Coal Mine Update: Decision delayed during Government collapse
August 02, 2022
Since our last update on the planned Whitehaven coal mine:
- 1st October 2021 was the last day of the public enquiry hearings. The planning inspector said he would submit his report to Michael Gove in late December 2021 or early 2022.
- 6th July 2022: With just a day to go before the time limit expiry for Michael Gove’s decision, Boris Johnson fired him as the UK Government collapsed. The decision on the coal mine was formally postponed.
- 7th July 2022: Greg Clark was appointed as the new Secretary of State for ‘Levelling Up, Housing and Communities’. Whether Mr. Clark survives in his new post through the current government turmoil long enough to announce his decision remains to be seen. A new time limit of 17th August was announced by LUHC
A decision could still come at any time, but the Department for ‘Levelling Up, Housing and Communities’ (LUHC) has set itself a new target date of 17th August 2022. Let us know if you’d like to join with further protests leading up to (and after, if necessary) this new date: Email firstname.lastname@example.org
An advantage of the endless delays is that the more time passes, the more arguments against the mine accumulate – not that we needed any convincing (climate change – we can have no more fossil extraction!) – but they may help persuade the government. For example, there appears to be an ever declining market for Cumbrian coking coal in both the UK & Europe, and this trend can only increase as steel makers come under further pressure to decarbonise production:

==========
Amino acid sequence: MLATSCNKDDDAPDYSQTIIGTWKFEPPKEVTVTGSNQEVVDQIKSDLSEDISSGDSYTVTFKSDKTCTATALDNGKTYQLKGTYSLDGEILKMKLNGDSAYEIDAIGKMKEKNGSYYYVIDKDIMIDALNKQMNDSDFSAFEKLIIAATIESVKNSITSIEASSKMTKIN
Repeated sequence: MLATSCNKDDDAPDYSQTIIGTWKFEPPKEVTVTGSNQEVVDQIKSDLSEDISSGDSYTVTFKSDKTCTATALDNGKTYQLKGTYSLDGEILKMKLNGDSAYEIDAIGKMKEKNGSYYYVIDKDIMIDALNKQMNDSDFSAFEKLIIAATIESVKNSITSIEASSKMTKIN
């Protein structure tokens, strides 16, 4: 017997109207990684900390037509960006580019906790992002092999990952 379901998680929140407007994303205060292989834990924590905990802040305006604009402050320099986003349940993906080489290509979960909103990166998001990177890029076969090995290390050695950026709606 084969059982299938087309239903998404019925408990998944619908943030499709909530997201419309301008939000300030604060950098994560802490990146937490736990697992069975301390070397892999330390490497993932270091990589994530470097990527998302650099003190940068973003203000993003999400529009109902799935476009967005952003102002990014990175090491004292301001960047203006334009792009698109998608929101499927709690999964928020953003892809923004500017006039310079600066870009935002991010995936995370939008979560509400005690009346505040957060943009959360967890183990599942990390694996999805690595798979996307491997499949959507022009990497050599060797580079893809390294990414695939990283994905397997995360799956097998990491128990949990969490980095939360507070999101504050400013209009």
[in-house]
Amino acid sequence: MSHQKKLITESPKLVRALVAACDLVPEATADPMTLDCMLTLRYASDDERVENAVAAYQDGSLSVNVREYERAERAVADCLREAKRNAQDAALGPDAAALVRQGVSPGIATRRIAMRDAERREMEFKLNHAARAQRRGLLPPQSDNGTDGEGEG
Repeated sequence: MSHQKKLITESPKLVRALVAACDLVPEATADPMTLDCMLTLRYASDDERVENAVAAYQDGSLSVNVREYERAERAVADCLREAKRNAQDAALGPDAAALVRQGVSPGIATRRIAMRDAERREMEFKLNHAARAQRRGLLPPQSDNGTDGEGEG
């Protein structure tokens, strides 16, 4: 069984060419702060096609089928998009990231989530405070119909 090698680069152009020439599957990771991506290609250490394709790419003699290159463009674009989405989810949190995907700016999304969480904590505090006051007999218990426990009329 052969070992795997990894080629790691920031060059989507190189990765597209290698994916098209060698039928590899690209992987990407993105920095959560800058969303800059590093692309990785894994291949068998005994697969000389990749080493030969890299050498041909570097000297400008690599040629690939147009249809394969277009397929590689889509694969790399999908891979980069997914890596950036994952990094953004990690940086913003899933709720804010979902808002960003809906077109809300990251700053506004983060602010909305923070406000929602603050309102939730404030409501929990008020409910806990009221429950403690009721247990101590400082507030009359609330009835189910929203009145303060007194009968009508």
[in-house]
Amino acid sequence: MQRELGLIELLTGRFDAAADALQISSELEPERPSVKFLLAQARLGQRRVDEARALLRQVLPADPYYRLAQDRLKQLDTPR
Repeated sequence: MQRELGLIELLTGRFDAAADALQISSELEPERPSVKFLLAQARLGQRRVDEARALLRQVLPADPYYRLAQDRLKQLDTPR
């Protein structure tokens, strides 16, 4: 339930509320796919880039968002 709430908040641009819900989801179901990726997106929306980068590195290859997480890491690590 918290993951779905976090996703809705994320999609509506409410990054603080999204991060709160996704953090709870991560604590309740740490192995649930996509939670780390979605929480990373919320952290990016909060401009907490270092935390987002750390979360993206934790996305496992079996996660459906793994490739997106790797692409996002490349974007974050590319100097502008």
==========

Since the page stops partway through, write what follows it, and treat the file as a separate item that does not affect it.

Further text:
- In the UK there are only 2 steel makers: British Steel have said that the sulphur content of the West Cumbrian coal would likely be too high for them to use, and they also seem to be developing plans to replace at least one of their two (operational) blast furnaces with a (non-coal using) electric arc furness between 2024-2027. Tata steel have said that they might use some WCM coal if it’s competitive on the world market, but even WCM don’t expect this to account for more than 13% of their planned production.
- Big plans for blast furnace closures by 2030 in the EU have been announced by steel-making companies since the Inquiry ended, which provide additional strong evidence that there will be no need for Cumbria’s coking coal in the EU
Further information sources are listed on our ‘Stop The Mine’ page